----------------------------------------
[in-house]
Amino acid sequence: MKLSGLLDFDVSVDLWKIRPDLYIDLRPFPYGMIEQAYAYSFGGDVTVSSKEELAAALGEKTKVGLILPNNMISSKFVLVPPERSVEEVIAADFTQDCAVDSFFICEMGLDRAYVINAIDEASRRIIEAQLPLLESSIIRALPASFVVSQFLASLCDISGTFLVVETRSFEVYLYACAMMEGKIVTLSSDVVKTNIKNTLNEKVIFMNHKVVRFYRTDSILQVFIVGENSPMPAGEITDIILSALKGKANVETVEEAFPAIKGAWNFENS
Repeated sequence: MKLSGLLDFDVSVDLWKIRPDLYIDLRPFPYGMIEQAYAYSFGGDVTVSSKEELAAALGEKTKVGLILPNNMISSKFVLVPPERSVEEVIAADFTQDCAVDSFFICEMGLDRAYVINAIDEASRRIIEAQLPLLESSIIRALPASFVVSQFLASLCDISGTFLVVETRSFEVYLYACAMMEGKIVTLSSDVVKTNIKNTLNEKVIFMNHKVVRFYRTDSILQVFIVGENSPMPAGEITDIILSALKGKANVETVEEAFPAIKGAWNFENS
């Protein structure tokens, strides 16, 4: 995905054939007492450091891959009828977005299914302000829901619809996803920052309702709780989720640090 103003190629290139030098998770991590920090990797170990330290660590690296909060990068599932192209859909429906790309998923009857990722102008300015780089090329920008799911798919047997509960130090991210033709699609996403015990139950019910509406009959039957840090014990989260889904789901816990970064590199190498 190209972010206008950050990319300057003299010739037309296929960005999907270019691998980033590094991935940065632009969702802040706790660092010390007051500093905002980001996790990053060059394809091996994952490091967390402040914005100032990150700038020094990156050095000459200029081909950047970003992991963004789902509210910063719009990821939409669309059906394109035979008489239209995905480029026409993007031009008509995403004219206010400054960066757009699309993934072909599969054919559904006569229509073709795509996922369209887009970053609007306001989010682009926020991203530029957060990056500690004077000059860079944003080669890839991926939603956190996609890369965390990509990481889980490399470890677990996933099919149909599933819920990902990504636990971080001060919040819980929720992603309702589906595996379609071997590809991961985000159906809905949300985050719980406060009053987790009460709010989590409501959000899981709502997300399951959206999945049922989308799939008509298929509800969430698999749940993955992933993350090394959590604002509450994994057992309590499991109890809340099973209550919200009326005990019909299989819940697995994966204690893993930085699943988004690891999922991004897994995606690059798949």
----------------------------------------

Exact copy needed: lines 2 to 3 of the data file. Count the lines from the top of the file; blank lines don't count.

Amino acid sequence: MKLSGLLDFDVSVDLWKIRPDLYIDLRPFPYGMIEQAYAYSFGGDVTVSSKEELAAALGEKTKVGLILPNNMISSKFVLVPPERSVEEVIAADFTQDCAVDSFFICEMGLDRAYVINAIDEASRRIIEAQLPLLESSIIRALPASFVVSQFLASLCDISGTFLVVETRSFEVYLYACAMMEGKIVTLSSDVVKTNIKNTLNEKVIFMNHKVVRFYRTDSILQVFIVGENSPMPAGEITDIILSALKGKANVETVEEAFPAIKGAWNFENS
Repeated sequence: MKLSGLLDFDVSVDLWKIRPDLYIDLRPFPYGMIEQAYAYSFGGDVTVSSKEELAAALGEKTKVGLILPNNMISSKFVLVPPERSVEEVIAADFTQDCAVDSFFICEMGLDRAYVINAIDEASRRIIEAQLPLLESSIIRALPASFVVSQFLASLCDISGTFLVVETRSFEVYLYACAMMEGKIVTLSSDVVKTNIKNTLNEKVIFMNHKVVRFYRTDSILQVFIVGENSPMPAGEITDIILSALKGKANVETVEEAFPAIKGAWNFENS